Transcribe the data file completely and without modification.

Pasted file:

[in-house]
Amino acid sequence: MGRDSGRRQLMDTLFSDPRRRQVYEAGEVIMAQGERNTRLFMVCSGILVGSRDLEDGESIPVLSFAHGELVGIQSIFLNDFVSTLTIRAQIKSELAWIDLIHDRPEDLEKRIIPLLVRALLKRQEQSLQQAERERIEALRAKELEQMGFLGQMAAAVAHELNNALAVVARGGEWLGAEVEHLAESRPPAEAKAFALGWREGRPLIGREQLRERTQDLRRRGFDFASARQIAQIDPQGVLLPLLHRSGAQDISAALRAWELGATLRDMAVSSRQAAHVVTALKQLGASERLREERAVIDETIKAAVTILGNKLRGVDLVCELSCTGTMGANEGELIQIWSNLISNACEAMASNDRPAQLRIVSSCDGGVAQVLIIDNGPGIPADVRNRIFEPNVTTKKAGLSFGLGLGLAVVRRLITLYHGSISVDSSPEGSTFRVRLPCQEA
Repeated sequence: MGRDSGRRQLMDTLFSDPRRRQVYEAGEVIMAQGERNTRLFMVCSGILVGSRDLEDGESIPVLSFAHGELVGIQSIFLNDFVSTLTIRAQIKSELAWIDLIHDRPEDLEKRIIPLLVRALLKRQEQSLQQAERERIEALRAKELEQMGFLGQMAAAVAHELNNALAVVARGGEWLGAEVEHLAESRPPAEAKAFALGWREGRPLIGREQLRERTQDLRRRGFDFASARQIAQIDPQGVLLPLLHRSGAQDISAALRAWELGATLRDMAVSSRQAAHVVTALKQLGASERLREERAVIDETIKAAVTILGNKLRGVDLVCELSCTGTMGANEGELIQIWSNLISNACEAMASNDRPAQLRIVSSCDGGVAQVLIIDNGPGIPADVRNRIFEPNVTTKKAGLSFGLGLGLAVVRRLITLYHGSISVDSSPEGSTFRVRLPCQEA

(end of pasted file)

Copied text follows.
[in-house]
Amino acid sequence: MGRDSGRRQLMDTLFSDPRRRQVYEAGEVIMAQGERNTRLFMVCSGILVGSRDLEDGESIPVLSFAHGELVGIQSIFLNDFVSTLTIRAQIKSELAWIDLIHDRPEDLEKRIIPLLVRALLKRQEQSLQQAERERIEALRAKELEQMGFLGQMAAAVAHELNNALAVVARGGEWLGAEVEHLAESRPPAEAKAFALGWREGRPLIGREQLRERTQDLRRRGFDFASARQIAQIDPQGVLLPLLHRSGAQDISAALRAWELGATLRDMAVSSRQAAHVVTALKQLGASERLREERAVIDETIKAAVTILGNKLRGVDLVCELSCTGTMGANEGELIQIWSNLISNACEAMASNDRPAQLRIVSSCDGGVAQVLIIDNGPGIPADVRNRIFEPNVTTKKAGLSFGLGLGLAVVRRLITLYHGSISVDSSPEGSTFRVRLPCQEA
Repeated sequence: MGRDSGRRQLMDTLFSDPRRRQVYEAGEVIMAQGERNTRLFMVCSGILVGSRDLEDGESIPVLSFAHGELVGIQSIFLNDFVSTLTIRAQIKSELAWIDLIHDRPEDLEKRIIPLLVRALLKRQEQSLQQAERERIEALRAKELEQMGFLGQMAAAVAHELNNALAVVARGGEWLGAEVEHLAESRPPAEAKAFALGWREGRPLIGREQLRERTQDLRRRGFDFASARQIAQIDPQGVLLPLLHRSGAQDISAALRAWELGATLRDMAVSSRQAAHVVTALKQLGASERLREERAVIDETIKAAVTILGNKLRGVDLVCELSCTGTMGANEGELIQIWSNLISNACEAMASNDRPAQLRIVSSCDGGVAQVLIIDNGPGIPADVRNRIFEPNVTTKKAGLSFGLGLGLAVVRRLITLYHGSISVDSSPEGSTFRVRLPCQEA